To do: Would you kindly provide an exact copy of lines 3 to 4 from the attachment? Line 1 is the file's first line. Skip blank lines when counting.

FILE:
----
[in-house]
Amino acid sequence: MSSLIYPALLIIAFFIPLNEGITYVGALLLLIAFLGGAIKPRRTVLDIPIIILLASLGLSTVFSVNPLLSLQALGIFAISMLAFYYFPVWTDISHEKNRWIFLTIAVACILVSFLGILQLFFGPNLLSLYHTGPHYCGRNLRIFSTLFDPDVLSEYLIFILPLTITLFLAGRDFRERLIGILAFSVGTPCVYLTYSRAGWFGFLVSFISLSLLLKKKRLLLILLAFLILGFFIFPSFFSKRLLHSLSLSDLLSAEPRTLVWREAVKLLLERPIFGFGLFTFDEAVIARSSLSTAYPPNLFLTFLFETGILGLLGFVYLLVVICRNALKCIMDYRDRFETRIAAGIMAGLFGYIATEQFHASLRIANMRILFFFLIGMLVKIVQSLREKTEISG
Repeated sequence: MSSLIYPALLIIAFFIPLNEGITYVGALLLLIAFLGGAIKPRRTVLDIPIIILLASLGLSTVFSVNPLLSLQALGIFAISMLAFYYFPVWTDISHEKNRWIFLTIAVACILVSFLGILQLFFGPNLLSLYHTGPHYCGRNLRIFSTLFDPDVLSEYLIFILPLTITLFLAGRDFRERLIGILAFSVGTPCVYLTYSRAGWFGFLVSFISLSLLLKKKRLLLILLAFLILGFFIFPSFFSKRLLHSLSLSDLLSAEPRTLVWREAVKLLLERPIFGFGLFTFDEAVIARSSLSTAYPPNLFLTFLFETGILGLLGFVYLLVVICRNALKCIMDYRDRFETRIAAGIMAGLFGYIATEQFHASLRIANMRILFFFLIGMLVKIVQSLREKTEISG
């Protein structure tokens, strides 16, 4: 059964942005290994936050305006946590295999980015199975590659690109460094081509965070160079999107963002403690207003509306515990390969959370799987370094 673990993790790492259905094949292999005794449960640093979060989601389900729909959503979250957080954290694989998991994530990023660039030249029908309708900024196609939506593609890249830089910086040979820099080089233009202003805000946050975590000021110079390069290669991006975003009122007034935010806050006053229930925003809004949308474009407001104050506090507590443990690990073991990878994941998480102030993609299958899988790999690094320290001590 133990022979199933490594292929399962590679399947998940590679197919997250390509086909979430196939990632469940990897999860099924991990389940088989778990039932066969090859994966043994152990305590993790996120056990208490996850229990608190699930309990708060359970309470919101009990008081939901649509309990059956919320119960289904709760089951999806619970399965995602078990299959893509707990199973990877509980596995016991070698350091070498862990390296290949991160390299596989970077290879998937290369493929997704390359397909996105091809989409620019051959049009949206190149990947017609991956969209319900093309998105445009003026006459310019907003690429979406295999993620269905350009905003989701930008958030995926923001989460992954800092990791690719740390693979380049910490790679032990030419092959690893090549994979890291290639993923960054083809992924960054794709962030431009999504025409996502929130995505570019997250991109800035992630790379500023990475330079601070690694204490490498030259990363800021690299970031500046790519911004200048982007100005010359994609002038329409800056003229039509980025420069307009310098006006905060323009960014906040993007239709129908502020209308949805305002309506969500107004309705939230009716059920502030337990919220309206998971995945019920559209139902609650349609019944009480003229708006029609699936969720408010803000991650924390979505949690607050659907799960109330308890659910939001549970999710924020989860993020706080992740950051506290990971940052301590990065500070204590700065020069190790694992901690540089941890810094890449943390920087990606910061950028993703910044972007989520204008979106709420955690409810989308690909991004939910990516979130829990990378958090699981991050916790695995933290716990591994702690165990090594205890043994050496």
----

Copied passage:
Repeated sequence: MSSLIYPALLIIAFFIPLNEGITYVGALLLLIAFLGGAIKPRRTVLDIPIIILLASLGLSTVFSVNPLLSLQALGIFAISMLAFYYFPVWTDISHEKNRWIFLTIAVACILVSFLGILQLFFGPNLLSLYHTGPHYCGRNLRIFSTLFDPDVLSEYLIFILPLTITLFLAGRDFRERLIGILAFSVGTPCVYLTYSRAGWFGFLVSFISLSLLLKKKRLLLILLAFLILGFFIFPSFFSKRLLHSLSLSDLLSAEPRTLVWREAVKLLLERPIFGFGLFTFDEAVIARSSLSTAYPPNLFLTFLFETGILGLLGFVYLLVVICRNALKCIMDYRDRFETRIAAGIMAGLFGYIATEQFHASLRIANMRILFFFLIGMLVKIVQSLREKTEISG
């Protein structure tokens, strides 16, 4: 059964942005290994936050305006946590295999980015199975590659690109460094081509965070160079999107963002403690207003509306515990390969959370799987370094 673990993790790492259905094949292999005794449960640093979060989601389900729909959503979250957080954290694989998991994530990023660039030249029908309708900024196609939506593609890249830089910086040979820099080089233009202003805000946050975590000021110079390069290669991006975003009122007034935010806050006053229930925003809004949308474009407001104050506090507590443990690990073991990878994941998480102030993609299958899988790999690094320290001590 133990022979199933490594292929399962590679399947998940590679197919997250390509086909979430196939990632469940990897999860099924991990389940088989778990039932066969090859994966043994152990305590993790996120056990208490996850229990608190699930309990708060359970309470919101009990008081939901649509309990059956919320119960289904709760089951999806619970399965995602078990299959893509707990199973990877509980596995016991070698350091070498862990390296290949991160390299596989970077290879998937290369493929997704390359397909996105091809989409620019051959049009949206190149990947017609991956969209319900093309998105445009003026006459310019907003690429979406295999993620269905350009905003989701930008958030995926923001989460992954800092990791690719740390693979380049910490790679032990030419092959690893090549994979890291290639993923960054083809992924960054794709962030431009999504025409996502929130995505570019997250991109800035992630790379500023990475330079601070690694204490490498030259990363800021690299970031500046790519911004200048982007100005010359994609002038329409800056003229039509980025420069307009310098006006905060323009960014906040993007239709129908502020209308949805305002309506969500107004309705939230009716059920502030337990919220309206998971995945019920559209139902609650349609019944009480003229708006029609699936969720408010803000991650924390979505949690607050659907799960109330308890659910939001549970999710924020989860993020706080992740950051506290990971940052301590990065500070204590700065020069190790694992901690540089941890810094890449943390920087990606910061950028993703910044972007989520204008979106709420955690409810989308690909991004939910990516979130829990990378958090699981991050916790695995933290716990591994702690165990090594205890043994050496």